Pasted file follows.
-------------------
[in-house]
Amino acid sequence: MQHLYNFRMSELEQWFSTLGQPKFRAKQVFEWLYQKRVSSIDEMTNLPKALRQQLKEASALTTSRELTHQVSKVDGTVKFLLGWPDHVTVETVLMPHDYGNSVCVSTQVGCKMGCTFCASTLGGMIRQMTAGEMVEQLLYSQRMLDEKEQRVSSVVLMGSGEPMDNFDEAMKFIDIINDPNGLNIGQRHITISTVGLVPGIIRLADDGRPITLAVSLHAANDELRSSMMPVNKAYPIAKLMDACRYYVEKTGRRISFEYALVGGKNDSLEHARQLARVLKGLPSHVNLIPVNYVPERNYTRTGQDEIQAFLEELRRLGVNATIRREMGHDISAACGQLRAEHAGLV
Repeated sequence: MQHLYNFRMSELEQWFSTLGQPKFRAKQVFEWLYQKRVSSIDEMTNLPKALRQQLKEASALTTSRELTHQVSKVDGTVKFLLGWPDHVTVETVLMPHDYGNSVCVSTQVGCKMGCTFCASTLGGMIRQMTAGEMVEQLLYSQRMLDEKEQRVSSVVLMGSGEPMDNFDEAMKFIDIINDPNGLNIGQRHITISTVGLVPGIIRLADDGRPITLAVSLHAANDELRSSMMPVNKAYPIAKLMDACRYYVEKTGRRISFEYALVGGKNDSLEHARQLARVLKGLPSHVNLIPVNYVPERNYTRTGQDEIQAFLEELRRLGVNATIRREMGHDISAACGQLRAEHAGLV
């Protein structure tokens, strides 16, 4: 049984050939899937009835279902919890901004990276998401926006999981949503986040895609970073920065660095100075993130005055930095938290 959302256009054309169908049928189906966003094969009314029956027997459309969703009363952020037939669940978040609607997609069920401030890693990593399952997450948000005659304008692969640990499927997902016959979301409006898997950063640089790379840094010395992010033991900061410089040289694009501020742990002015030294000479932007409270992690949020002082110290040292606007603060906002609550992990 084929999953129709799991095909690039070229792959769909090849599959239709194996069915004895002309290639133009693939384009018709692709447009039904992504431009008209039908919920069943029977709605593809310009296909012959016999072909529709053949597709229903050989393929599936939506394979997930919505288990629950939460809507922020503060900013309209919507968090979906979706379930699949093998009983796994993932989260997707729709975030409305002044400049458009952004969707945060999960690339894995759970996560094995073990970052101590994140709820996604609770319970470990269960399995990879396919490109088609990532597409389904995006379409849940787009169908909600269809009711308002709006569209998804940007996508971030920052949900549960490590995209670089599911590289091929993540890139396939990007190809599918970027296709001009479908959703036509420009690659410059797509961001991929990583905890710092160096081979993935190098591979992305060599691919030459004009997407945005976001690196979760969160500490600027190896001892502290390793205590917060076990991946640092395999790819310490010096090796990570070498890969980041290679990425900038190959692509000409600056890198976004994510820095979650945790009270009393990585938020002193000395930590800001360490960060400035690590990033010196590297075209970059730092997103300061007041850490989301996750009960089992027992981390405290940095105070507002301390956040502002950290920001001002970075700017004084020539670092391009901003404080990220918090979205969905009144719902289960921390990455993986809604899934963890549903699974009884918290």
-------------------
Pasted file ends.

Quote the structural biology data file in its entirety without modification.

[in-house]
Amino acid sequence: MQHLYNFRMSELEQWFSTLGQPKFRAKQVFEWLYQKRVSSIDEMTNLPKALRQQLKEASALTTSRELTHQVSKVDGTVKFLLGWPDHVTVETVLMPHDYGNSVCVSTQVGCKMGCTFCASTLGGMIRQMTAGEMVEQLLYSQRMLDEKEQRVSSVVLMGSGEPMDNFDEAMKFIDIINDPNGLNIGQRHITISTVGLVPGIIRLADDGRPITLAVSLHAANDELRSSMMPVNKAYPIAKLMDACRYYVEKTGRRISFEYALVGGKNDSLEHARQLARVLKGLPSHVNLIPVNYVPERNYTRTGQDEIQAFLEELRRLGVNATIRREMGHDISAACGQLRAEHAGLV
Repeated sequence: MQHLYNFRMSELEQWFSTLGQPKFRAKQVFEWLYQKRVSSIDEMTNLPKALRQQLKEASALTTSRELTHQVSKVDGTVKFLLGWPDHVTVETVLMPHDYGNSVCVSTQVGCKMGCTFCASTLGGMIRQMTAGEMVEQLLYSQRMLDEKEQRVSSVVLMGSGEPMDNFDEAMKFIDIINDPNGLNIGQRHITISTVGLVPGIIRLADDGRPITLAVSLHAANDELRSSMMPVNKAYPIAKLMDACRYYVEKTGRRISFEYALVGGKNDSLEHARQLARVLKGLPSHVNLIPVNYVPERNYTRTGQDEIQAFLEELRRLGVNATIRREMGHDISAACGQLRAEHAGLV
């Protein structure tokens, strides 16, 4: 049984050939899937009835279902919890901004990276998401926006999981949503986040895609970073920065660095100075993130005055930095938290 959302256009054309169908049928189906966003094969009314029956027997459309969703009363952020037939669940978040609607997609069920401030890693990593399952997450948000005659304008692969640990499927997902016959979301409006898997950063640089790379840094010395992010033991900061410089040289694009501020742990002015030294000479932007409270992690949020002082110290040292606007603060906002609550992990 084929999953129709799991095909690039070229792959769909090849599959239709194996069915004895002309290639133009693939384009018709692709447009039904992504431009008209039908919920069943029977709605593809310009296909012959016999072909529709053949597709229903050989393929599936939506394979997930919505288990629950939460809507922020503060900013309209919507968090979906979706379930699949093998009983796994993932989260997707729709975030409305002044400049458009952004969707945060999960690339894995759970996560094995073990970052101590994140709820996604609770319970470990269960399995990879396919490109088609990532597409389904995006379409849940787009169908909600269809009711308002709006569209998804940007996508971030920052949900549960490590995209670089599911590289091929993540890139396939990007190809599918970027296709001009479908959703036509420009690659410059797509961001991929990583905890710092160096081979993935190098591979992305060599691919030459004009997407945005976001690196979760969160500490600027190896001892502290390793205590917060076990991946640092395999790819310490010096090796990570070498890969980041290679990425900038190959692509000409600056890198976004994510820095979650945790009270009393990585938020002193000395930590800001360490960060400035690590990033010196590297075209970059730092997103300061007041850490989301996750009960089992027992981390405290940095105070507002301390956040502002950290920001001002970075700017004084020539670092391009901003404080990220918090979205969905009144719902289960921390990455993986809604899934963890549903699974009884918290």